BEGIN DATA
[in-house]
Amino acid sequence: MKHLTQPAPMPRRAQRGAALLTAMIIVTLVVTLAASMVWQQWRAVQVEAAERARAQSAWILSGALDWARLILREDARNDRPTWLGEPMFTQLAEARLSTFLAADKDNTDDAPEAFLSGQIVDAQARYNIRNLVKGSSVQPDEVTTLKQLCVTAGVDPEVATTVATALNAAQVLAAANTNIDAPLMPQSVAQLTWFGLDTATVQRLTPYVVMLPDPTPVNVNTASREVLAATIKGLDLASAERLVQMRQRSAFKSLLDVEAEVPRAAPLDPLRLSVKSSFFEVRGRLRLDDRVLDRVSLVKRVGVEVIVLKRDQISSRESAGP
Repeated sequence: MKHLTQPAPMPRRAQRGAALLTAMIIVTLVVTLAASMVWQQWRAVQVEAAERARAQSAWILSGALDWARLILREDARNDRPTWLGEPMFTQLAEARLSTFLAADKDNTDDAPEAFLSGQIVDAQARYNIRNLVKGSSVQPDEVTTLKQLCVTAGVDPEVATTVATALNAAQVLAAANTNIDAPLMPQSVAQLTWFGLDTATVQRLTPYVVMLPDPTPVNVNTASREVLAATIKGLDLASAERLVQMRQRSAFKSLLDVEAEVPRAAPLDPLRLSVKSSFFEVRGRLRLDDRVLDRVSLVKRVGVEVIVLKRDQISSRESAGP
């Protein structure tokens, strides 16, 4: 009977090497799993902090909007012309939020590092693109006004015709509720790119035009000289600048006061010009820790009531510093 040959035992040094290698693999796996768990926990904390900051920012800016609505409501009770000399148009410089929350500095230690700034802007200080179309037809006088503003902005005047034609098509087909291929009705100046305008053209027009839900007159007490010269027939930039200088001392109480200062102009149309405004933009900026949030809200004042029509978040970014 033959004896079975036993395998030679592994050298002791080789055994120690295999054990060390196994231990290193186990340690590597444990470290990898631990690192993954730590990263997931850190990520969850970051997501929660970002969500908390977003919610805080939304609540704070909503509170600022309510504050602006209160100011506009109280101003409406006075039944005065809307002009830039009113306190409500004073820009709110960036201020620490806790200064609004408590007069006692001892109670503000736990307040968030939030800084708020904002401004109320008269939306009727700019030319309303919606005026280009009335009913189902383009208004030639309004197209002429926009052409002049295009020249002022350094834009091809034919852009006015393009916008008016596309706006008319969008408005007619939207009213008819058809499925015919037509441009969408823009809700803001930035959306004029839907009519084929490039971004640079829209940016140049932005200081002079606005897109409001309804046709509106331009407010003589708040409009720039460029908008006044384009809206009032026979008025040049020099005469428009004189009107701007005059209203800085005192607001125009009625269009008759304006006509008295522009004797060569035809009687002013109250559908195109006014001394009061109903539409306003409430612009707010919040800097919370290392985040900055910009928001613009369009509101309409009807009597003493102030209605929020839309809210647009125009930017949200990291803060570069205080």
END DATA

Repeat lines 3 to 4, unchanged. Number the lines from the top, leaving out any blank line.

Repeated sequence: MKHLTQPAPMPRRAQRGAALLTAMIIVTLVVTLAASMVWQQWRAVQVEAAERARAQSAWILSGALDWARLILREDARNDRPTWLGEPMFTQLAEARLSTFLAADKDNTDDAPEAFLSGQIVDAQARYNIRNLVKGSSVQPDEVTTLKQLCVTAGVDPEVATTVATALNAAQVLAAANTNIDAPLMPQSVAQLTWFGLDTATVQRLTPYVVMLPDPTPVNVNTASREVLAATIKGLDLASAERLVQMRQRSAFKSLLDVEAEVPRAAPLDPLRLSVKSSFFEVRGRLRLDDRVLDRVSLVKRVGVEVIVLKRDQISSRESAGP
């Protein structure tokens, strides 16, 4: 009977090497799993902090909007012309939020590092693109006004015709509720790119035009000289600048006061010009820790009531510093 040959035992040094290698693999796996768990926990904390900051920012800016609505409501009770000399148009410089929350500095230690700034802007200080179309037809006088503003902005005047034609098509087909291929009705100046305008053209027009839900007159007490010269027939930039200088001392109480200062102009149309405004933009900026949030809200004042029509978040970014 033959004896079975036993395998030679592994050298002791080789055994120690295999054990060390196994231990290193186990340690590597444990470290990898631990690192993954730590990263997931850190990520969850970051997501929660970002969500908390977003919610805080939304609540704070909503509170600022309510504050602006209160100011506009109280101003409406006075039944005065809307002009830039009113306190409500004073820009709110960036201020620490806790200064609004408590007069006692001892109670503000736990307040968030939030800084708020904002401004109320008269939306009727700019030319309303919606005026280009009335009913189902383009208004030639309004197209002429926009052409002049295009020249002022350094834009091809034919852009006015393009916008008016596309706006008319969008408005007619939207009213008819058809499925015919037509441009969408823009809700803001930035959306004029839907009519084929490039971004640079829209940016140049932005200081002079606005897109409001309804046709509106331009407010003589708040409009720039460029908008006044384009809206009032026979008025040049020099005469428009004189009107701007005059209203800085005192607001125009009625269009008759304006006509008295522009004797060569035809009687002013109250559908195109006014001394009061109903539409306003409430612009707010919040800097919370290392985040900055910009928001613009369009509101309409009807009597003493102030209605929020839309809210647009125009930017949200990291803060570069205080």